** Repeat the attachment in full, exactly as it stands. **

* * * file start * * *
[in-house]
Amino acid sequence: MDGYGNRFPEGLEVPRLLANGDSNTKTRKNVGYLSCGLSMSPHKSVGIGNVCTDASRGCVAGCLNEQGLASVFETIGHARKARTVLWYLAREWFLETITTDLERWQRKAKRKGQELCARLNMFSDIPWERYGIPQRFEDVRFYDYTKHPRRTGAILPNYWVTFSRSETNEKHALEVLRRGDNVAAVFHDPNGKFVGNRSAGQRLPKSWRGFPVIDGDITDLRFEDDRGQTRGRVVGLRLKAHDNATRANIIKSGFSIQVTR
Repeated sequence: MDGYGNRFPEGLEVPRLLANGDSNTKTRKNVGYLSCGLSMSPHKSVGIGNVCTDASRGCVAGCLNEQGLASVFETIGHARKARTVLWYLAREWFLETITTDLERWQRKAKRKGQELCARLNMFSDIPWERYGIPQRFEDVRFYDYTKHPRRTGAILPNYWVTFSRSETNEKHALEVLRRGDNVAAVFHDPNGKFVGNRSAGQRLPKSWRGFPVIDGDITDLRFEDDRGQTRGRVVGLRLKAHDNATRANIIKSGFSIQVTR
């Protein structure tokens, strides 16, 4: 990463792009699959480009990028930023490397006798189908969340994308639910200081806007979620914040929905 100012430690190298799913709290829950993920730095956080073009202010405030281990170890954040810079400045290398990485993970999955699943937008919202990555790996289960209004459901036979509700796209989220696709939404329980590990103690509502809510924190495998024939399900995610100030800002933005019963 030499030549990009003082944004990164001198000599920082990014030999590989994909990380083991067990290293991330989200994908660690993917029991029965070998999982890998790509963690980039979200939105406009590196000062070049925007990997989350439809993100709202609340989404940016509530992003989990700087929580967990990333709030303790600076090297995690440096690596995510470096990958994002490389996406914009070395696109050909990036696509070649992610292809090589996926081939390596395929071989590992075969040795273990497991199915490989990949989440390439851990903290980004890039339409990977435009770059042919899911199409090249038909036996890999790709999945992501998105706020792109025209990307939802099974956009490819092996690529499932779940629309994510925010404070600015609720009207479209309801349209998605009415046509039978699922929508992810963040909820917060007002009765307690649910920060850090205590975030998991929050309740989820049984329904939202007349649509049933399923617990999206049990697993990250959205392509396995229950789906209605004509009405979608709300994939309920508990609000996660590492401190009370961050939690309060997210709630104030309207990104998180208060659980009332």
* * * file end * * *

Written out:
[in-house]
Amino acid sequence: MDGYGNRFPEGLEVPRLLANGDSNTKTRKNVGYLSCGLSMSPHKSVGIGNVCTDASRGCVAGCLNEQGLASVFETIGHARKARTVLWYLAREWFLETITTDLERWQRKAKRKGQELCARLNMFSDIPWERYGIPQRFEDVRFYDYTKHPRRTGAILPNYWVTFSRSETNEKHALEVLRRGDNVAAVFHDPNGKFVGNRSAGQRLPKSWRGFPVIDGDITDLRFEDDRGQTRGRVVGLRLKAHDNATRANIIKSGFSIQVTR
Repeated sequence: MDGYGNRFPEGLEVPRLLANGDSNTKTRKNVGYLSCGLSMSPHKSVGIGNVCTDASRGCVAGCLNEQGLASVFETIGHARKARTVLWYLAREWFLETITTDLERWQRKAKRKGQELCARLNMFSDIPWERYGIPQRFEDVRFYDYTKHPRRTGAILPNYWVTFSRSETNEKHALEVLRRGDNVAAVFHDPNGKFVGNRSAGQRLPKSWRGFPVIDGDITDLRFEDDRGQTRGRVVGLRLKAHDNATRANIIKSGFSIQVTR
């Protein structure tokens, strides 16, 4: 990463792009699959480009990028930023490397006798189908969340994308639910200081806007979620914040929905 100012430690190298799913709290829950993920730095956080073009202010405030281990170890954040810079400045290398990485993970999955699943937008919202990555790996289960209004459901036979509700796209989220696709939404329980590990103690509502809510924190495998024939399900995610100030800002933005019963 030499030549990009003082944004990164001198000599920082990014030999590989994909990380083991067990290293991330989200994908660690993917029991029965070998999982890998790509963690980039979200939105406009590196000062070049925007990997989350439809993100709202609340989404940016509530992003989990700087929580967990990333709030303790600076090297995690440096690596995510470096990958994002490389996406914009070395696109050909990036696509070649992610292809090589996926081939390596395929071989590992075969040795273990497991199915490989990949989440390439851990903290980004890039339409990977435009770059042919899911199409090249038909036996890999790709999945992501998105706020792109025209990307939802099974956009490819092996690529499932779940629309994510925010404070600015609720009207479209309801349209998605009415046509039978699922929508992810963040909820917060007002009765307690649910920060850090205590975030998991929050309740989820049984329904939202007349649509049933399923617990999206049990697993990250959205392509396995229950789906209605004509009405979608709300994939309920508990609000996660590492401190009370961050939690309060997210709630104030309207990104998180208060659980009332």